Jake Kim, Ministry Development Associate Email

Jake will continue to work with the Vision and Strategy Team to develop procedures for evaluating potential new worshiping communities and their leaders, especially as they apply for funding through and from the presbytery. Jake and VST will also support potential new worshiping community leaders, especially who may be interested in the middle of our presbytery, as well as working with a couple of churches in redevelopment. One area that Jake also hopes to focus more on is leadership development, especially supporting young adults who may be coming into leadership in their churches.

Lauren Evans, Chaplain for Retired Presbyterian Church Workers Email

Lauren is learning from our retirees how to define and support the relationships of our retirees with the larger church, and with each other. There is a desire for retirees to connect with each other in a different way from their career days before retirement. Lauren hopes to hold quarterly lunches, and to explore ways our retirees can use their personal and also pastoral gifts. Finally, Lauren anticipates opportunities to help retirees navigate their finances, and to share their story. I for one would love to hear more from our amazing retires, who have lived and often were raised in other countries in work through World Mission. Lauren is seeking a way for the retirees to share their stories-I for one would love to hear more from our retirees!

Wendy Tajima, Executive Presbyter Email

As I mentioned last week, several of our churches are making significant decisions about their future ministries, and I want to support them through their transitions, whatever they may become. Of course, property issues continue to roll along, both the revision and management of the new Presbytery Center but also the ongoing sagas of attempts to sell the Irwindale and South Hills (Pomona) properties. Another major initiative will be to work with Twila French and our CPA, Bruce Gray, to do a major redesign of our accounting system. The current accounting system needs a redesign, especially with property income and expenses, dozens of defunct accounts that need clearing out, and to enable a mission-specific fiscal process.

Speaking of the new Presbytery Center, we need a high-quality grand piano for the sanctuary. The piano was replaced by the Disciples by a loaner when the building was transferred. If you know of a grand piano that can be donated to the Presbytery or purachased, please let Twila or me know. But since I’ll be out of town the next three weeks, better to contact Twila at 626.614.5964 or Email.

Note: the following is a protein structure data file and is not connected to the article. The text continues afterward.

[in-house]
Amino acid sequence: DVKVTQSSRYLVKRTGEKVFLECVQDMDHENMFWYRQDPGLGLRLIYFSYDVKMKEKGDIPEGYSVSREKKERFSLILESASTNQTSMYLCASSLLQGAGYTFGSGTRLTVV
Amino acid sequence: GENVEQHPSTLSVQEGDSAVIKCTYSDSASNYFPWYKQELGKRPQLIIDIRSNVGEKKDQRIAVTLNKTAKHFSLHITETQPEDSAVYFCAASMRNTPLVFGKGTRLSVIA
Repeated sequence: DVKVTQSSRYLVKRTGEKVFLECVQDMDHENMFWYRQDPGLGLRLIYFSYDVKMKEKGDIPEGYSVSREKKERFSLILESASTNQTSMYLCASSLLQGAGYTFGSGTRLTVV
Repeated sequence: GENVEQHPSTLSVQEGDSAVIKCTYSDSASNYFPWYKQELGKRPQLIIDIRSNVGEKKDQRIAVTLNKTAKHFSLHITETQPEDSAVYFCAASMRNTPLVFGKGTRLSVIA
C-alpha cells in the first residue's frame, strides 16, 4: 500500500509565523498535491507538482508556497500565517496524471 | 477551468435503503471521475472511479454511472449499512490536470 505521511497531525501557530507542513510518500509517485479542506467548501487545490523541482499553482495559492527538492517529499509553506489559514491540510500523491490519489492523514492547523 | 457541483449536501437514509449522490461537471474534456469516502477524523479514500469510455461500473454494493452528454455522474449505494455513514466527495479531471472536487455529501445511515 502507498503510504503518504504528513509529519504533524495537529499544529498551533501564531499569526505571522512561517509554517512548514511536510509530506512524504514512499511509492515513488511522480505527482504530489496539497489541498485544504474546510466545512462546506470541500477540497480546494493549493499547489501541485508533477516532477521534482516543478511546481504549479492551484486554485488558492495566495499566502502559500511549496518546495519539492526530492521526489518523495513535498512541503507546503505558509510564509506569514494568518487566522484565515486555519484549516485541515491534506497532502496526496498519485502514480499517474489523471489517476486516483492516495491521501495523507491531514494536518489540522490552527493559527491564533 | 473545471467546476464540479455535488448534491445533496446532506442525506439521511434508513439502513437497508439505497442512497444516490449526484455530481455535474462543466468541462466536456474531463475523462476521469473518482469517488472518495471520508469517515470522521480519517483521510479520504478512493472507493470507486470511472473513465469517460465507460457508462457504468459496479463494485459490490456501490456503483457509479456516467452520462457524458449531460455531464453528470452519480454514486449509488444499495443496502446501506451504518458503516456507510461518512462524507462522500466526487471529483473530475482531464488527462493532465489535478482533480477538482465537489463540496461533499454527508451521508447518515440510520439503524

One last update. This last weekend was a very happy one for our presbytery, as Pasadena Presbyterian Church met as a full congregation and voted to call Rev. Dongwoo Lee as their Korean Language Pastor. Dongwoo has been a very active member of our presbytery, and his great pastoral gifts were most appreciated as he helped Korean Good Shepherd Presbyterian Church during a most difficult time as they were exiled from their building. Korean Good Shepherd’s Administrative Commission just met this weekend as well, and with that church’s call to Rev. John Moon, the AC voted to seek dissolution this fall. They gave original jurisdiction to the church session immediately, and plan to complete financial reviews and present a final report for the September 16 Presbytery meeting. HALLELUJAH!

PPC’s Korean praise team sang a song that included the following lines:

Nothing will be able to separate us from the love of God
And nothing will be able to stop us from loving His church.

As we all seek to serve Christ’s church in different ways, and as we can celebrate together each other’s ministries and the ministries we support as one body, let us give thanks to God for opportunities to uplift each other in the Presbytery, and for very gifted and faithful staff who support you as you follow Christ’s leading. And may we all continue to love Christ’s church.

In Christ’s peace,


On the Move

On the Move

Are you keeping cool?!

Yesterday I was quite worried about the weekend heat, because we do not yet have air conditioning in the sanctuary at the Presbytery Center on 9723 Garibaldi in Temple City. Worshiping with 200+ folks at 1:30 in the afternoon without air conditioning was going to present quite a challenge for Mideast Evangelical/MEC! (A challenge almost matched at Trinity in Pasadena, as they tried a Saturday afternoon worship in THEIR no-AC sanctuary.)

I decided to stop by to see just how hot it was, and found the folks moving their worship to the fellowship hall. It was so hot that Grace Taiwanese had finished their lunch quickly and went home, which cleared the air-conditioned fellowship hall for MEC to worship there, thank God!